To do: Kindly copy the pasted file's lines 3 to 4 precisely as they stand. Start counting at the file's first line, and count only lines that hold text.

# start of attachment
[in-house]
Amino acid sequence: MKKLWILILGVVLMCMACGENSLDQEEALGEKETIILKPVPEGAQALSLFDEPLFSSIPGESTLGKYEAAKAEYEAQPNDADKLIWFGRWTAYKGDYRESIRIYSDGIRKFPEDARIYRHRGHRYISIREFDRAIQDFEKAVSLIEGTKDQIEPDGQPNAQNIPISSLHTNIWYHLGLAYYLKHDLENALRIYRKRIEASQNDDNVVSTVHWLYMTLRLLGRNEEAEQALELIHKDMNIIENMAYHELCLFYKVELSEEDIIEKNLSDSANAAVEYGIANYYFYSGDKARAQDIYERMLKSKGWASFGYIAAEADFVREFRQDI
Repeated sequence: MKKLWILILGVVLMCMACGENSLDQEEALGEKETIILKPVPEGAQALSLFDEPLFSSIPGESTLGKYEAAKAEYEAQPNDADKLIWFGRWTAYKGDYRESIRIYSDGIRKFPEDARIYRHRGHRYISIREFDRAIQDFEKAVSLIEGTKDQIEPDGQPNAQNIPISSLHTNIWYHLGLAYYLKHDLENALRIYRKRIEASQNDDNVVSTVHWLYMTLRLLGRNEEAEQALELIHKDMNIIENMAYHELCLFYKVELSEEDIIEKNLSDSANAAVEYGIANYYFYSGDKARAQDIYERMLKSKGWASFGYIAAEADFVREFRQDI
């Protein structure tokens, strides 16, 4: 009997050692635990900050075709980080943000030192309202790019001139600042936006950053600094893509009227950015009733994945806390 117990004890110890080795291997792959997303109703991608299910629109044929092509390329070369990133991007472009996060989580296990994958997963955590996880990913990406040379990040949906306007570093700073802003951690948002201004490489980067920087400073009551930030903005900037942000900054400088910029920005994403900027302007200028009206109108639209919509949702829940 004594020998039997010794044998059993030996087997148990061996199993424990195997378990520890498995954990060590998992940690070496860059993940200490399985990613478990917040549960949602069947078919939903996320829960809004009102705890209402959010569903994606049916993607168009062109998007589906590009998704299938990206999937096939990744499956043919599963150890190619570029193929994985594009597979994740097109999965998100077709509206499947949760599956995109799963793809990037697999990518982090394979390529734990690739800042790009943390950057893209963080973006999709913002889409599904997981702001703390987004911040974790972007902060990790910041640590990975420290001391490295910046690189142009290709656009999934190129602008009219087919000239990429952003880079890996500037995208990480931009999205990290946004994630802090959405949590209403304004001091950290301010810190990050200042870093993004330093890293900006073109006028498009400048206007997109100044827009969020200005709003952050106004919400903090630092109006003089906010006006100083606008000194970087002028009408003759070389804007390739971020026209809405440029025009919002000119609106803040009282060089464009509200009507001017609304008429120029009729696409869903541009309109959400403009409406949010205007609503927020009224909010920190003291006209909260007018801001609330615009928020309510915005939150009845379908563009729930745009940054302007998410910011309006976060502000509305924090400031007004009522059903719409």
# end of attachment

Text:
Repeated sequence: MKKLWILILGVVLMCMACGENSLDQEEALGEKETIILKPVPEGAQALSLFDEPLFSSIPGESTLGKYEAAKAEYEAQPNDADKLIWFGRWTAYKGDYRESIRIYSDGIRKFPEDARIYRHRGHRYISIREFDRAIQDFEKAVSLIEGTKDQIEPDGQPNAQNIPISSLHTNIWYHLGLAYYLKHDLENALRIYRKRIEASQNDDNVVSTVHWLYMTLRLLGRNEEAEQALELIHKDMNIIENMAYHELCLFYKVELSEEDIIEKNLSDSANAAVEYGIANYYFYSGDKARAQDIYERMLKSKGWASFGYIAAEADFVREFRQDI
């Protein structure tokens, strides 16, 4: 009997050692635990900050075709980080943000030192309202790019001139600042936006950053600094893509009227950015009733994945806390 117990004890110890080795291997792959997303109703991608299910629109044929092509390329070369990133991007472009996060989580296990994958997963955590996880990913990406040379990040949906306007570093700073802003951690948002201004490489980067920087400073009551930030903005900037942000900054400088910029920005994403900027302007200028009206109108639209919509949702829940 004594020998039997010794044998059993030996087997148990061996199993424990195997378990520890498995954990060590998992940690070496860059993940200490399985990613478990917040549960949602069947078919939903996320829960809004009102705890209402959010569903994606049916993607168009062109998007589906590009998704299938990206999937096939990744499956043919599963150890190619570029193929994985594009597979994740097109999965998100077709509206499947949760599956995109799963793809990037697999990518982090394979390529734990690739800042790009943390950057893209963080973006999709913002889409599904997981702001703390987004911040974790972007902060990790910041640590990975420290001391490295910046690189142009290709656009999934190129602008009219087919000239990429952003880079890996500037995208990480931009999205990290946004994630802090959405949590209403304004001091950290301010810190990050200042870093993004330093890293900006073109006028498009400048206007997109100044827009969020200005709003952050106004919400903090630092109006003089906010006006100083606008000194970087002028009408003759070389804007390739971020026209809405440029025009919002000119609106803040009282060089464009509200009507001017609304008429120029009729696409869903541009309109959400403009409406949010205007609503927020009224909010920190003291006209909260007018801001609330615009928020309510915005939150009845379908563009729930745009940054302007998410910011309006976060502000509305924090400031007004009522059903719409």